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Trumbull Councilman Defends Pension Vote

by John Rotondo

It’s funny that this has even come into question, because both parties have used abstentions numerous times throughout the years, including Jack Testani, Chairman of the Trumbull Republican Town Committee and myself, for that matter.

There’s nothing wrong with abstentions. In fact, it is one of three options every elected official has including Congress.  There are times when there is not enough data, too much confusing data or just an uncomfortable feeling that everything has not been well thought-out. Those are times when abstentions make sense.

Getting to the situation that occurred Monday evening regarding the pension plans. I want to share the facts during that evening so it becomes clear as to what happened and allow you to be the judge.

Going into the Town Council meeting, after having reviewed the L&A committee meeting minutes, we all thought we had the latest facts and information regarding the plan, however during the T.C. meeting we learned that the L&A meeting minutes were conveniently missing key concerns that Councilman Altieri had raised in committee last week. This is strange, as common practice under Republican control has been to capture all verbal discussion during the meetings. Anyway, Councilman Altieri re-raised these two significant concerns on the floor: 1) The new plan might actually cost the town more money in the long run, and 2) It might not be legal to mandate that all non-union employees must sign-up for that plan (after-all we still are in America that last time I checked).   It makes you wonder “how this even made it through the Republican controlled L&A committee meeting with these concerns?”. It should have been tabled there!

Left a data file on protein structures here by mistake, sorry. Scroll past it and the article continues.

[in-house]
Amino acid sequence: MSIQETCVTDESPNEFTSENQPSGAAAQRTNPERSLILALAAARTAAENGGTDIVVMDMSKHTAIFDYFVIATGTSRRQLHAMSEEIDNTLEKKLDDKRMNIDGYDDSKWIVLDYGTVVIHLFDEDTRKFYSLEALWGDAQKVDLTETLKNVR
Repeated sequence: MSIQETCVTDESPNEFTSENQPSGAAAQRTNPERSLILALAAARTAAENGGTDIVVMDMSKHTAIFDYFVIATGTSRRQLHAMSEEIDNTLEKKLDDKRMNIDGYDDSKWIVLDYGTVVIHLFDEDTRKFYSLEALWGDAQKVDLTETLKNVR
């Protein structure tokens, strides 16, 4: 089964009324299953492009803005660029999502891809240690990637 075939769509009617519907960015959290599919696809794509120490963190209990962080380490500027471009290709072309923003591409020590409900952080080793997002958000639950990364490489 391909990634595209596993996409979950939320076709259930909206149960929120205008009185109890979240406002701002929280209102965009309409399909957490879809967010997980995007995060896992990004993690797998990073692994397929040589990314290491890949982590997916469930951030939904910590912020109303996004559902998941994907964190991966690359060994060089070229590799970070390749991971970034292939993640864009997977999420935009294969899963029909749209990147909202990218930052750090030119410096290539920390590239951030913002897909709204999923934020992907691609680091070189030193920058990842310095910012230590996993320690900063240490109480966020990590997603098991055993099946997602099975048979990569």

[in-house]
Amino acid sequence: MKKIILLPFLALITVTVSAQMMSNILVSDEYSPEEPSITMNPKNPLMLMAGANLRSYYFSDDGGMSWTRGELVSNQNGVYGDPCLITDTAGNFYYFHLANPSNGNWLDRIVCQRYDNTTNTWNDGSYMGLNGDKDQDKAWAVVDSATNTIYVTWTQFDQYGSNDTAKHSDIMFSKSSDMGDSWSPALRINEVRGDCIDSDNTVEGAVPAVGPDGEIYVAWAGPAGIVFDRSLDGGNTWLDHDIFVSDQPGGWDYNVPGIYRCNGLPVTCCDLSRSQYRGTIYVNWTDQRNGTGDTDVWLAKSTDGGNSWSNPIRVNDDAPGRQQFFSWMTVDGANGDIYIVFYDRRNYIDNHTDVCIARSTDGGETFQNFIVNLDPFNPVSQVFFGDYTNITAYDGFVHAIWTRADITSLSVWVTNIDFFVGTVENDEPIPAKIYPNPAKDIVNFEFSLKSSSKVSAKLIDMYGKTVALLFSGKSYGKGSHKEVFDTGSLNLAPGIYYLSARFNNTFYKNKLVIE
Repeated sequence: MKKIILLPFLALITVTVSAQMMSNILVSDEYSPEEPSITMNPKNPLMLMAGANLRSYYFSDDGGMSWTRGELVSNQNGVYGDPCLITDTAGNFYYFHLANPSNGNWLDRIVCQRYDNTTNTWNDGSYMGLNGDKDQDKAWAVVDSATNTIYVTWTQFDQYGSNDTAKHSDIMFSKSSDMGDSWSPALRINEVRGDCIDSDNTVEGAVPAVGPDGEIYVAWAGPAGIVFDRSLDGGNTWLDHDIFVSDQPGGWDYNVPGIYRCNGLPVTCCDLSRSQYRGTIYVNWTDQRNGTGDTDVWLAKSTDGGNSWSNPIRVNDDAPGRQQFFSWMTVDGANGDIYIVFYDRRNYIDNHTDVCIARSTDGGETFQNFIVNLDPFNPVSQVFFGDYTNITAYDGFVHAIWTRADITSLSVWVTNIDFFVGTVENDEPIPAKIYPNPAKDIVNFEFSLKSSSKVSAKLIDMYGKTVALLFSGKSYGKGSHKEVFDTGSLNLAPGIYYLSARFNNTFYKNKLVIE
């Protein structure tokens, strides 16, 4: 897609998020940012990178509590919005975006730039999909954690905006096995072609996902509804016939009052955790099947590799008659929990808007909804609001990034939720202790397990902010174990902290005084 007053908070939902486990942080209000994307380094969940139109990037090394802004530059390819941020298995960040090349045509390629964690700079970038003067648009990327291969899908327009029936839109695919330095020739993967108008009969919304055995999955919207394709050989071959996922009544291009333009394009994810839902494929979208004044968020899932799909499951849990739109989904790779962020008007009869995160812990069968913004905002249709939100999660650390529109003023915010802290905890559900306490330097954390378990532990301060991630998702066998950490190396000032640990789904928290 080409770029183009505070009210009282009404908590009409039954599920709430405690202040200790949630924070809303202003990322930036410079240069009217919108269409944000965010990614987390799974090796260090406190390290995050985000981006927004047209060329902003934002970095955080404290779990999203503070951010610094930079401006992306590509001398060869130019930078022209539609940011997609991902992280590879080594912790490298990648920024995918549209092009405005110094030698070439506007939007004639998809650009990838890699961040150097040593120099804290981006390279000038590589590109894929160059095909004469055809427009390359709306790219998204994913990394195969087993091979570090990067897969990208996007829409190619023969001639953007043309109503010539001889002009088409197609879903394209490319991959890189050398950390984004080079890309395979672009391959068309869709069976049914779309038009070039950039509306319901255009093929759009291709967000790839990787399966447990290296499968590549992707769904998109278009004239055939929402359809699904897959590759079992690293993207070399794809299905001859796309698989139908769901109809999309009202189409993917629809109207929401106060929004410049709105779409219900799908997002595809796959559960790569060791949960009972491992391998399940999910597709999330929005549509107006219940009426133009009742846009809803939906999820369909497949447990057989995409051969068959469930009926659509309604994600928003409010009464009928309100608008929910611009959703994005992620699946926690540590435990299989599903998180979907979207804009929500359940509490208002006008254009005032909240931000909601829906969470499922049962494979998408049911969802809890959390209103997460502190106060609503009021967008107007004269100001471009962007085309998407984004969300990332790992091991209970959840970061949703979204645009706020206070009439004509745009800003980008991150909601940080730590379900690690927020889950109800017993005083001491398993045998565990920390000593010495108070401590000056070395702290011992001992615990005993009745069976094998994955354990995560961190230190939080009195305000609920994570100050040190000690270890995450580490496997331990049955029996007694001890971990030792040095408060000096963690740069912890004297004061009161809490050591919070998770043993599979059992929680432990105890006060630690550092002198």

In any case, there didn’t seem to be any appetite to table it at the T.C. meeting either, it just seemed like the Republicans didn’t care and therefore the vote occurred. Being an engineer, I don’t like making decisions with critical information/data missing and felt these were important concerns that Councilman Altieri raised and didn’t feel comfortable voting either for it or against it, hence I abstained as did my fellow Councilman Mary Beth Thornton. 

Mr. Testani stated that Mrs. Thornton could have asked the attorney a question. But that’s not true. The Town attorney was present, but the union negotiation attorney was not.